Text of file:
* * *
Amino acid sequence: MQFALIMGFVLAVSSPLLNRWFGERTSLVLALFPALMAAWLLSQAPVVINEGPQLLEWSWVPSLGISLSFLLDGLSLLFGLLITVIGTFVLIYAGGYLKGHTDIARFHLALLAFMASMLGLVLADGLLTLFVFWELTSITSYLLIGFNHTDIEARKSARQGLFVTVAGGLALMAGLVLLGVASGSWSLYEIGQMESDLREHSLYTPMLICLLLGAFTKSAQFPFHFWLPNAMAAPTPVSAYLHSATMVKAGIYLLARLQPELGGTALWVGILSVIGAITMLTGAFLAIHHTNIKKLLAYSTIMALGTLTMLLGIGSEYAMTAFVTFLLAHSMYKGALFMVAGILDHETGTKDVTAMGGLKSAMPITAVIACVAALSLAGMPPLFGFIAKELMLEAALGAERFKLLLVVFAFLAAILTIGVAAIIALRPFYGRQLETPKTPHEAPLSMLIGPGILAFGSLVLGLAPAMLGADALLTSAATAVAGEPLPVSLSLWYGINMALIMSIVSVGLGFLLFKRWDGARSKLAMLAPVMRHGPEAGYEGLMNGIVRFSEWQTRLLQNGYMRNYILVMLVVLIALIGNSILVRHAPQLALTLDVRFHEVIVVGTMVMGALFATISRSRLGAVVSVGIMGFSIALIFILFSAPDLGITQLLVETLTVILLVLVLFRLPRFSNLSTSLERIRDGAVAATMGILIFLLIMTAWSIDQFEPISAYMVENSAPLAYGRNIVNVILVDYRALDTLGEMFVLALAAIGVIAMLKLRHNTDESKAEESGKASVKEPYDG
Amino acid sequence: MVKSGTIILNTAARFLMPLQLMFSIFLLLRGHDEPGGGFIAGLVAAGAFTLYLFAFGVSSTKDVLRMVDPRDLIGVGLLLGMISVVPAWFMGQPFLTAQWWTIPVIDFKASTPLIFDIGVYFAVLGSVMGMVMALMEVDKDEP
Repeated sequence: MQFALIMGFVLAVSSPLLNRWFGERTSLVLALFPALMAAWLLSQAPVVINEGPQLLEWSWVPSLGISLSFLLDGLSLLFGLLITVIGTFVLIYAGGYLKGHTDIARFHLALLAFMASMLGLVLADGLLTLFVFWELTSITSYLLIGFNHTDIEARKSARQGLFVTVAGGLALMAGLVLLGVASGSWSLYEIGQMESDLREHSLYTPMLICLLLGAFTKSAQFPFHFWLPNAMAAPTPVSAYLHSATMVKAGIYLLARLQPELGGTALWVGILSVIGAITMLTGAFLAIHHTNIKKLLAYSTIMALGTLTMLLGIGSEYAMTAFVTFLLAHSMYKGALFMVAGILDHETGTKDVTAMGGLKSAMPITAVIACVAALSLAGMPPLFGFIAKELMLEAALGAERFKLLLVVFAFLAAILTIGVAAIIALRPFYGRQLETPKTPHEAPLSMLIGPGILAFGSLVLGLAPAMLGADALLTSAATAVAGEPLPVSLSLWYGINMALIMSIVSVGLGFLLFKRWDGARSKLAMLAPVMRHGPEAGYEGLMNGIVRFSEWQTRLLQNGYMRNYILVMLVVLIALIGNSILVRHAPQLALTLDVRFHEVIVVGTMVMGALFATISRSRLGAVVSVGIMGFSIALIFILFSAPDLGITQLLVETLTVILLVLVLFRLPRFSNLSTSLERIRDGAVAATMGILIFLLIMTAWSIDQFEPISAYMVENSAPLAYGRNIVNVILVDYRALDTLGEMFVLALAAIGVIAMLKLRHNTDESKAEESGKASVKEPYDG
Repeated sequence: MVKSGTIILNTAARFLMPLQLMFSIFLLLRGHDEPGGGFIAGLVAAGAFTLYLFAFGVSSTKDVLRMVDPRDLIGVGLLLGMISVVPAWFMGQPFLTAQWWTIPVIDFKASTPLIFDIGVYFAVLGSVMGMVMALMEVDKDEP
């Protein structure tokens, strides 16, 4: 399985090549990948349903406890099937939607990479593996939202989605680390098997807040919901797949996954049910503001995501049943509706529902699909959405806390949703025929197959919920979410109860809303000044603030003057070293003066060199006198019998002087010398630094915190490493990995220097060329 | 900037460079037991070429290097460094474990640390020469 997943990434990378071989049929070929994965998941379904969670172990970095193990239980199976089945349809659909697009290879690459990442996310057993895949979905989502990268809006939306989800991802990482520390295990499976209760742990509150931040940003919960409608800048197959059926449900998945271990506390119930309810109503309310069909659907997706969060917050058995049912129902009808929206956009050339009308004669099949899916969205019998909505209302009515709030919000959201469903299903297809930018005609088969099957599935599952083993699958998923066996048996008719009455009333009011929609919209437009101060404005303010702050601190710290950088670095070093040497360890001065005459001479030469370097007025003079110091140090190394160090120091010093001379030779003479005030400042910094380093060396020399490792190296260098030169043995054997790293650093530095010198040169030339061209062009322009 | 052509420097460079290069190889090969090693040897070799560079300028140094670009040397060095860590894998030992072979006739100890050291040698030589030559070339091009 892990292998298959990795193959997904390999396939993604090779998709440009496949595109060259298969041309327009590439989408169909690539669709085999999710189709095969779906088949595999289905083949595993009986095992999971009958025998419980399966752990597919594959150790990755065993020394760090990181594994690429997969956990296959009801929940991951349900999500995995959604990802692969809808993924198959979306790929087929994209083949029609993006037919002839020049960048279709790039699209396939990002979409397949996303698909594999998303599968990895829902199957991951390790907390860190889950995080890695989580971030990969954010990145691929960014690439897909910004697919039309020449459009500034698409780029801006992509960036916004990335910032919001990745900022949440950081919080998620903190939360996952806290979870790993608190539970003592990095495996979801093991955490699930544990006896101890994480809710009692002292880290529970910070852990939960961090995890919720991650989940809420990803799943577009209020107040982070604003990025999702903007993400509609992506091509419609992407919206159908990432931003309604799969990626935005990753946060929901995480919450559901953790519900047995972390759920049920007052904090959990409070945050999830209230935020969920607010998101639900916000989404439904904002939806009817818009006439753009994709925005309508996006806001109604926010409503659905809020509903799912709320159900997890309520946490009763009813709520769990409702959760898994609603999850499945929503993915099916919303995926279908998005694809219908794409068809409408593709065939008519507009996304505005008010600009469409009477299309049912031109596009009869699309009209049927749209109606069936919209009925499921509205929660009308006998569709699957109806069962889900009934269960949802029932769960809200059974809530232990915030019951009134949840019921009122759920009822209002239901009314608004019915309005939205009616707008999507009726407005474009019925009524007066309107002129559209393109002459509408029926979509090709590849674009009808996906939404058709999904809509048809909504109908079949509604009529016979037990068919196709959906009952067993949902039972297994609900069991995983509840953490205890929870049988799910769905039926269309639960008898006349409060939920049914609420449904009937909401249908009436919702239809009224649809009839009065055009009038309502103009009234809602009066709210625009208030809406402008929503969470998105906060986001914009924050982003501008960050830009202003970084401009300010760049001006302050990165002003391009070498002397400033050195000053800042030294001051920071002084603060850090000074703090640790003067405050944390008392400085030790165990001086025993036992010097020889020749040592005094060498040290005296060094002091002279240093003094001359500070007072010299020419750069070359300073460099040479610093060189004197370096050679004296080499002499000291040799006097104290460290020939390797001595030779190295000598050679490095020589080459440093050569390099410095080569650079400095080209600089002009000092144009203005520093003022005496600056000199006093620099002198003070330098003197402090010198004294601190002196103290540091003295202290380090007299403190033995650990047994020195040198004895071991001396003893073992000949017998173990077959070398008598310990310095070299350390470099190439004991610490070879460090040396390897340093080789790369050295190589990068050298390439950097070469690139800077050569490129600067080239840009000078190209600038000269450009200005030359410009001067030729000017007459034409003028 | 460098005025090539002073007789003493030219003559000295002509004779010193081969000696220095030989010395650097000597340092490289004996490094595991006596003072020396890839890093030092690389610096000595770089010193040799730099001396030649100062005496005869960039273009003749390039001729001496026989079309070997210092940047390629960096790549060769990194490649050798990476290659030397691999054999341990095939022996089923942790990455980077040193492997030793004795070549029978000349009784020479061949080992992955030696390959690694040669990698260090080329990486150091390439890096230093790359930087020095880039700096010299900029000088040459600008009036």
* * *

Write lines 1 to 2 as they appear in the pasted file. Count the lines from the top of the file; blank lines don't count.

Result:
Amino acid sequence: MQFALIMGFVLAVSSPLLNRWFGERTSLVLALFPALMAAWLLSQAPVVINEGPQLLEWSWVPSLGISLSFLLDGLSLLFGLLITVIGTFVLIYAGGYLKGHTDIARFHLALLAFMASMLGLVLADGLLTLFVFWELTSITSYLLIGFNHTDIEARKSARQGLFVTVAGGLALMAGLVLLGVASGSWSLYEIGQMESDLREHSLYTPMLICLLLGAFTKSAQFPFHFWLPNAMAAPTPVSAYLHSATMVKAGIYLLARLQPELGGTALWVGILSVIGAITMLTGAFLAIHHTNIKKLLAYSTIMALGTLTMLLGIGSEYAMTAFVTFLLAHSMYKGALFMVAGILDHETGTKDVTAMGGLKSAMPITAVIACVAALSLAGMPPLFGFIAKELMLEAALGAERFKLLLVVFAFLAAILTIGVAAIIALRPFYGRQLETPKTPHEAPLSMLIGPGILAFGSLVLGLAPAMLGADALLTSAATAVAGEPLPVSLSLWYGINMALIMSIVSVGLGFLLFKRWDGARSKLAMLAPVMRHGPEAGYEGLMNGIVRFSEWQTRLLQNGYMRNYILVMLVVLIALIGNSILVRHAPQLALTLDVRFHEVIVVGTMVMGALFATISRSRLGAVVSVGIMGFSIALIFILFSAPDLGITQLLVETLTVILLVLVLFRLPRFSNLSTSLERIRDGAVAATMGILIFLLIMTAWSIDQFEPISAYMVENSAPLAYGRNIVNVILVDYRALDTLGEMFVLALAAIGVIAMLKLRHNTDESKAEESGKASVKEPYDG
Amino acid sequence: MVKSGTIILNTAARFLMPLQLMFSIFLLLRGHDEPGGGFIAGLVAAGAFTLYLFAFGVSSTKDVLRMVDPRDLIGVGLLLGMISVVPAWFMGQPFLTAQWWTIPVIDFKASTPLIFDIGVYFAVLGSVMGMVMALMEVDKDEP